But that's where the caveats come in. Tuesday's announcement was primarily focused on an increase in supply, which is just one aspect of vaccine distribution. At least some of the hurdles that the U.S. currently faces in terms of actually getting people vaccinated could still be there in May. For example, Biden himself acknowledged that "it's not enough to have the vaccine supply, we need vaccinators — people to put the shots in people's arms," and, as Stat News points out, the president didn't highlight any new efforts to increase the number of vaccinators.

That said, even though it's still unclear if every adult will actually be able to receive a vaccine by the end of May, the U.S. does appear to be consistently increasing its vaccination pace, so the supply increase may have come at the right time. Tim O'Donnell

4:33 p.m.

Texas Gov. Greg Abbott (R) announced Tuesday that effective next Wednesday, "all businesses of any type" in the Lone Star state will be allowed to fully reopen. Additionally, he's ending the statewide mask mandate.

Those in the room where Abbott broke the news applauded the decision, but plenty of skeptics took note, as well. Coronavirus cases have receded greatly across the country over the last several weeks, but it's unclear if that decline is now plateauing. On a related note, Houston, Texas' largest city, is the one city in the United States to have reported finding at least one case of every known variant of the coronavirus, which are believed to be more transmissible and have experts on the alert for another uptick in cases as they become the dominant sources of infection. It's unlikely Houston is actually alone in this regard, but it's still cause for concern.

Texas is also lagging behind in vaccinating its population, which is the second largest in the nation. Only Utah and Georgia have slower per capita vaccination rates.

Abbott, it turns out, wasn't the only governor to ease restrictions Tuesday — Mississippi Gov. Tate Reeves (R) actually beat him to the punch, announcing that businesses can operate at full capacity and county mask mandates will be lifted starting Wednesday. Tim O'Donnell

3:38 p.m.

Former House Speaker John Boehner (R-Ohio) apparently doesn't hold back against Sen. Ted Cruz (R-Texas) in his new book — and one particularly brutal quote made the back cover.

The former Republican leader has a new memoir set to be published in April, and Punchbowl News on Tuesday revealed the back cover, which includes selected quotes about Cruz, former President Donald Trump, and more politicians.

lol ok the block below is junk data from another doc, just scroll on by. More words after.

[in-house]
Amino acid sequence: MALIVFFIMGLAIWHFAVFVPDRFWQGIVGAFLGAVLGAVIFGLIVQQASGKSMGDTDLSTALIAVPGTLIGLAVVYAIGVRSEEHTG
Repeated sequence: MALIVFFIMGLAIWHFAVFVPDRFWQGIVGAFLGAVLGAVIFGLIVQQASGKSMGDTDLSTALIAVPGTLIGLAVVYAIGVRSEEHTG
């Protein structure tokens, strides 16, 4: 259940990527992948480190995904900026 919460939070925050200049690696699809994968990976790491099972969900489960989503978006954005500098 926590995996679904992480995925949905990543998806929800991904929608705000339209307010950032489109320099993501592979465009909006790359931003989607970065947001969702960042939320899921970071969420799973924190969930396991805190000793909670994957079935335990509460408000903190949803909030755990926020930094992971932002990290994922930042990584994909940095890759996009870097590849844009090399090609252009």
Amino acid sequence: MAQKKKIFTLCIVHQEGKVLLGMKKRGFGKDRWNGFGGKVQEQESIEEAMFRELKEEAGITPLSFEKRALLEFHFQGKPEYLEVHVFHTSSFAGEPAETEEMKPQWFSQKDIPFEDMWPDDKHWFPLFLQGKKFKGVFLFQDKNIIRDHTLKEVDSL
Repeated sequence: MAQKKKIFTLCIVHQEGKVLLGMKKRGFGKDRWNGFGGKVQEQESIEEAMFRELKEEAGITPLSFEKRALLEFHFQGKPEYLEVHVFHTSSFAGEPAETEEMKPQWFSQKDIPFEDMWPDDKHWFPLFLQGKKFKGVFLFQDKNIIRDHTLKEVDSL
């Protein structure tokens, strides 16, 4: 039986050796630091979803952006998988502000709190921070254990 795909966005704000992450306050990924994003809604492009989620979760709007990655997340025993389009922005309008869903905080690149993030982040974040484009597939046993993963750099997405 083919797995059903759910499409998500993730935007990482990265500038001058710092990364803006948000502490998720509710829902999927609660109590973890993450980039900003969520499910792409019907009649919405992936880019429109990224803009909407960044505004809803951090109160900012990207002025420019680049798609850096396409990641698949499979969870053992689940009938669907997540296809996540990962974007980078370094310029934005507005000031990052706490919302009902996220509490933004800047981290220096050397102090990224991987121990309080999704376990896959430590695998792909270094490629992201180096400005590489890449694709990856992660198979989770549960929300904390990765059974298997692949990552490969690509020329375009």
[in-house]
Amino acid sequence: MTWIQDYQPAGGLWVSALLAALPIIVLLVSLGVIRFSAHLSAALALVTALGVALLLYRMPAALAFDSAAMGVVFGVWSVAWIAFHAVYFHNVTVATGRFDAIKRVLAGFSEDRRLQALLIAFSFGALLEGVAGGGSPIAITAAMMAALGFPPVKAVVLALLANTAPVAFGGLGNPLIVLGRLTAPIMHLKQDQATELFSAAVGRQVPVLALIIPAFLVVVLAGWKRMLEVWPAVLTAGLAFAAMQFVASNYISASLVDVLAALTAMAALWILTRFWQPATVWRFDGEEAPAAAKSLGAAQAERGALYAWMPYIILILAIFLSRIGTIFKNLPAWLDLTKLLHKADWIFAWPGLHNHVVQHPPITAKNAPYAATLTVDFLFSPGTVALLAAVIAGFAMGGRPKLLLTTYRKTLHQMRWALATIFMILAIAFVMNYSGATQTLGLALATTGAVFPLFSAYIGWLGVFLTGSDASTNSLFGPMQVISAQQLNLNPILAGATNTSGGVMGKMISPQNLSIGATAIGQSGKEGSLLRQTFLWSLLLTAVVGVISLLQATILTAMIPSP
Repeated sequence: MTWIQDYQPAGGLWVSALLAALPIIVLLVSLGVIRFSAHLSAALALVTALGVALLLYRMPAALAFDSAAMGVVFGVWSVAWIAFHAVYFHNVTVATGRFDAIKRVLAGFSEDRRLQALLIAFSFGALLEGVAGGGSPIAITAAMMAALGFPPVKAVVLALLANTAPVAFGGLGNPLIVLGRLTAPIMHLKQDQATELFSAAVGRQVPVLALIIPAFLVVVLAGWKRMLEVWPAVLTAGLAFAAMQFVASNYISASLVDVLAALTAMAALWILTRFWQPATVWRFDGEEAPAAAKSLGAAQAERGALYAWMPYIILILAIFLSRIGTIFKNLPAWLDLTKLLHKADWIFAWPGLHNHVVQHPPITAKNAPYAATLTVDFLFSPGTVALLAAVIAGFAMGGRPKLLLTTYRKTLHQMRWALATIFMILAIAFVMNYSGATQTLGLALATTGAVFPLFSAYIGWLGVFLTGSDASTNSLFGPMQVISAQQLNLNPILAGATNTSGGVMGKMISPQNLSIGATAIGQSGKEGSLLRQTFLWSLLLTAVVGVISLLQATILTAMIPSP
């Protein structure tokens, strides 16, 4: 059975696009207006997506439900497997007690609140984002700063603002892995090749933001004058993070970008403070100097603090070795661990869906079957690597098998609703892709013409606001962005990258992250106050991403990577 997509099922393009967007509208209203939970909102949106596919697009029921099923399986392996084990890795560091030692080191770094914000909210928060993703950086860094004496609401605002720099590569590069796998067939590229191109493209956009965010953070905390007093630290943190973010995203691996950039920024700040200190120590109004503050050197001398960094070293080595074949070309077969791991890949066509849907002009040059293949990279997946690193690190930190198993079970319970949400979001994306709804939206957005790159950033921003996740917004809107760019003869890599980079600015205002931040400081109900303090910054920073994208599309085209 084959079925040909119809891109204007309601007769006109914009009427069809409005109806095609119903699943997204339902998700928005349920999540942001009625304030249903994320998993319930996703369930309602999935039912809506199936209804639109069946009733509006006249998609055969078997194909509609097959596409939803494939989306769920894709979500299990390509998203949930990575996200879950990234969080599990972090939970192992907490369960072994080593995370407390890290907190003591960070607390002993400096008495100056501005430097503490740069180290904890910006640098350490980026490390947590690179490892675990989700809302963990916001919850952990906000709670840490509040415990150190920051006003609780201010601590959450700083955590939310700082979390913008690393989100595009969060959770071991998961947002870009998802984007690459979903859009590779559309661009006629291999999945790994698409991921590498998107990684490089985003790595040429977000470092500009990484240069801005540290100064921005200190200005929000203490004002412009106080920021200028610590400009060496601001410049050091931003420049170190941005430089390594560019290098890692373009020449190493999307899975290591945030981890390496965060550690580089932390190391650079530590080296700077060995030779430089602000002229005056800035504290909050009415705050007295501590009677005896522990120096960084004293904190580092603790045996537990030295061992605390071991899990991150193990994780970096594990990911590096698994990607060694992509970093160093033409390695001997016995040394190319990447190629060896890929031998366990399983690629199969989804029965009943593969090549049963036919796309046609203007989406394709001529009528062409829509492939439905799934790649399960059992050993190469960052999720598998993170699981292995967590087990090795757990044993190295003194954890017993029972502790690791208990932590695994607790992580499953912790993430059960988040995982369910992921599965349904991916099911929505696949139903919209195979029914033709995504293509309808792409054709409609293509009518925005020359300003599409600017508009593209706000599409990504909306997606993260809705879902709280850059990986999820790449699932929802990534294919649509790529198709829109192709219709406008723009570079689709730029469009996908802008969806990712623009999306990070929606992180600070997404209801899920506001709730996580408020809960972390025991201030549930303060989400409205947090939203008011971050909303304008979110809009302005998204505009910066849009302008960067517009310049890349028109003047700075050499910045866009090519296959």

Boehner is particularly unsparing when it comes to Cruz, though, saying in reference to the Texas senator, "There is nothing more dangerous than a reckless a--hole who thinks he is smarter than everyone else."

Another quote is about Trump, who Boehner says called him "fairly often" when he first became president, though not as much later in his term.

"The calls came in less and less as his tenure went on," Boehner writes. "That's probably because he got more comfortable in the job. But I also suspect he just got tired of me advising him to shut up."

Boehner also describes Senate Minority Leader Mitch McConnell (R-Ky.) as someone who "holds his feelings, thoughts, and emotions in a lockbox," recalls House Speaker Nancy Pelosi (D-Calif.) having "gutted" someone "like a halibut," and describes an unnamed lawmaker who "dropped off the couch and was on his knees" on Boehner's rug with his hands "together in front of him as if he were about to pray" — apparently a story about former Republican lawmaker and White House chief of staff Mark Meadows.

Axios previously reported that Boehner has been "going off script" while recording his audiobook, as when he reportedly at one point ad-libbed, "Oh, and Ted Cruz, go f-- yourself." Cruz hit back against Boehner's reported audiobook insult at CPAC, asking, "Who's John Boehner?" Prior to his audiobook dig, Boehner ripped Cruz in 2016 as "Lucifer in the flesh" and a "miserable son of a bitch." Brendan Morrow